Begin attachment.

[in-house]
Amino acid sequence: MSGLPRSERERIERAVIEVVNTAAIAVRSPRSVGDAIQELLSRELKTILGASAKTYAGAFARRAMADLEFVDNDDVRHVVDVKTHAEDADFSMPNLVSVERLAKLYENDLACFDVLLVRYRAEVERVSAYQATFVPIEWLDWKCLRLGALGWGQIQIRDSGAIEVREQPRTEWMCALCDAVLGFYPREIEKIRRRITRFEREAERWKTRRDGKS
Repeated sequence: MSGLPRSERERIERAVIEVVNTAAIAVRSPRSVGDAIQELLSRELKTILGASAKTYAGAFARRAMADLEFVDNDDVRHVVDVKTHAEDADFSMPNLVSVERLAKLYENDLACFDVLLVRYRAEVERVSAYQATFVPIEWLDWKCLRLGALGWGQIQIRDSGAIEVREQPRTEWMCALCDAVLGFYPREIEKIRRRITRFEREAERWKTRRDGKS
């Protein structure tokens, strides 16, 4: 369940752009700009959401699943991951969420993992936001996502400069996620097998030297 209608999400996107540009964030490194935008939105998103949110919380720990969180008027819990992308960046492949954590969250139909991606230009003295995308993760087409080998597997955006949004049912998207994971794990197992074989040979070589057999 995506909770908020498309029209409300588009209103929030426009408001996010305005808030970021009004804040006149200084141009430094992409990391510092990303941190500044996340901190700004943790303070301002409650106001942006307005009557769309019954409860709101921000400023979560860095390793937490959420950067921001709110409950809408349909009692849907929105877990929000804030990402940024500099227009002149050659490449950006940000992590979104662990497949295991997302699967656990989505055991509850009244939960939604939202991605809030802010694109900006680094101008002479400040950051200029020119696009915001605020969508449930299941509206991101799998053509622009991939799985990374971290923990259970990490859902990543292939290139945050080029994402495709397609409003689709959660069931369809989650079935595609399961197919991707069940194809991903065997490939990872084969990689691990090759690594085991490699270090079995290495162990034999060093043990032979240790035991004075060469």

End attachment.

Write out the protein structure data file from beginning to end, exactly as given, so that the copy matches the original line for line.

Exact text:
[in-house]
Amino acid sequence: MSGLPRSERERIERAVIEVVNTAAIAVRSPRSVGDAIQELLSRELKTILGASAKTYAGAFARRAMADLEFVDNDDVRHVVDVKTHAEDADFSMPNLVSVERLAKLYENDLACFDVLLVRYRAEVERVSAYQATFVPIEWLDWKCLRLGALGWGQIQIRDSGAIEVREQPRTEWMCALCDAVLGFYPREIEKIRRRITRFEREAERWKTRRDGKS
Repeated sequence: MSGLPRSERERIERAVIEVVNTAAIAVRSPRSVGDAIQELLSRELKTILGASAKTYAGAFARRAMADLEFVDNDDVRHVVDVKTHAEDADFSMPNLVSVERLAKLYENDLACFDVLLVRYRAEVERVSAYQATFVPIEWLDWKCLRLGALGWGQIQIRDSGAIEVREQPRTEWMCALCDAVLGFYPREIEKIRRRITRFEREAERWKTRRDGKS
């Protein structure tokens, strides 16, 4: 369940752009700009959401699943991951969420993992936001996502400069996620097998030297 209608999400996107540009964030490194935008939105998103949110919380720990969180008027819990992308960046492949954590969250139909991606230009003295995308993760087409080998597997955006949004049912998207994971794990197992074989040979070589057999 995506909770908020498309029209409300588009209103929030426009408001996010305005808030970021009004804040006149200084141009430094992409990391510092990303941190500044996340901190700004943790303070301002409650106001942006307005009557769309019954409860709101921000400023979560860095390793937490959420950067921001709110409950809408349909009692849907929105877990929000804030990402940024500099227009002149050659490449950006940000992590979104662990497949295991997302699967656990989505055991509850009244939960939604939202991605809030802010694109900006680094101008002479400040950051200029020119696009915001605020969508449930299941509206991101799998053509622009991939799985990374971290923990259970990490859902990543292939290139945050080029994402495709397609409003689709959660069931369809989650079935595609399961197919991707069940194809991903065997490939990872084969990689691990090759690594085991490699270090079995290495162990034999060093043990032979240790035991004075060469």